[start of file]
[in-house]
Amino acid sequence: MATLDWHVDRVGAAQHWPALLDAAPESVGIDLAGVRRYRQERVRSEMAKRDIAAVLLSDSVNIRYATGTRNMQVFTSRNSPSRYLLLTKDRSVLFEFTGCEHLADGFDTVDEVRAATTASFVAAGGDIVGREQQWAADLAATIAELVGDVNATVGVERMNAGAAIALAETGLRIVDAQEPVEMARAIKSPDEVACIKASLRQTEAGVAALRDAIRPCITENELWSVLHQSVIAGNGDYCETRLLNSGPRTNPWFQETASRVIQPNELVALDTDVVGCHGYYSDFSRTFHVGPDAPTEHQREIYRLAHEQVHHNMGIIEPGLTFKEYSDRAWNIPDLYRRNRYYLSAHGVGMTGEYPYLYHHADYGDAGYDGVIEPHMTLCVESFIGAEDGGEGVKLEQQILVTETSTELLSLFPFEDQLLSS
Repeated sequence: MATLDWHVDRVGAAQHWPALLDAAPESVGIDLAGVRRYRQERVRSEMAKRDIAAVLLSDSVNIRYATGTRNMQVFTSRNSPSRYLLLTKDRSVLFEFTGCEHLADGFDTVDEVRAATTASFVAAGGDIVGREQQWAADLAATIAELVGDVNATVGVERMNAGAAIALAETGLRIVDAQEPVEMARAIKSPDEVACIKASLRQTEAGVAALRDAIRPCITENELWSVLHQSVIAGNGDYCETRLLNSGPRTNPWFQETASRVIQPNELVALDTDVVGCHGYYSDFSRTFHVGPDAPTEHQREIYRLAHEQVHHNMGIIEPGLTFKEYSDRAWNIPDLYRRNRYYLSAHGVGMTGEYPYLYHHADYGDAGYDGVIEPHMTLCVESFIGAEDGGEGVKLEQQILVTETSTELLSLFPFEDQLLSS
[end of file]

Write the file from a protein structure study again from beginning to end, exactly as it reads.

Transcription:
[in-house]
Amino acid sequence: MATLDWHVDRVGAAQHWPALLDAAPESVGIDLAGVRRYRQERVRSEMAKRDIAAVLLSDSVNIRYATGTRNMQVFTSRNSPSRYLLLTKDRSVLFEFTGCEHLADGFDTVDEVRAATTASFVAAGGDIVGREQQWAADLAATIAELVGDVNATVGVERMNAGAAIALAETGLRIVDAQEPVEMARAIKSPDEVACIKASLRQTEAGVAALRDAIRPCITENELWSVLHQSVIAGNGDYCETRLLNSGPRTNPWFQETASRVIQPNELVALDTDVVGCHGYYSDFSRTFHVGPDAPTEHQREIYRLAHEQVHHNMGIIEPGLTFKEYSDRAWNIPDLYRRNRYYLSAHGVGMTGEYPYLYHHADYGDAGYDGVIEPHMTLCVESFIGAEDGGEGVKLEQQILVTETSTELLSLFPFEDQLLSS
Repeated sequence: MATLDWHVDRVGAAQHWPALLDAAPESVGIDLAGVRRYRQERVRSEMAKRDIAAVLLSDSVNIRYATGTRNMQVFTSRNSPSRYLLLTKDRSVLFEFTGCEHLADGFDTVDEVRAATTASFVAAGGDIVGREQQWAADLAATIAELVGDVNATVGVERMNAGAAIALAETGLRIVDAQEPVEMARAIKSPDEVACIKASLRQTEAGVAALRDAIRPCITENELWSVLHQSVIAGNGDYCETRLLNSGPRTNPWFQETASRVIQPNELVALDTDVVGCHGYYSDFSRTFHVGPDAPTEHQREIYRLAHEQVHHNMGIIEPGLTFKEYSDRAWNIPDLYRRNRYYLSAHGVGMTGEYPYLYHHADYGDAGYDGVIEPHMTLCVESFIGAEDGGEGVKLEQQILVTETSTELLSLFPFEDQLLSS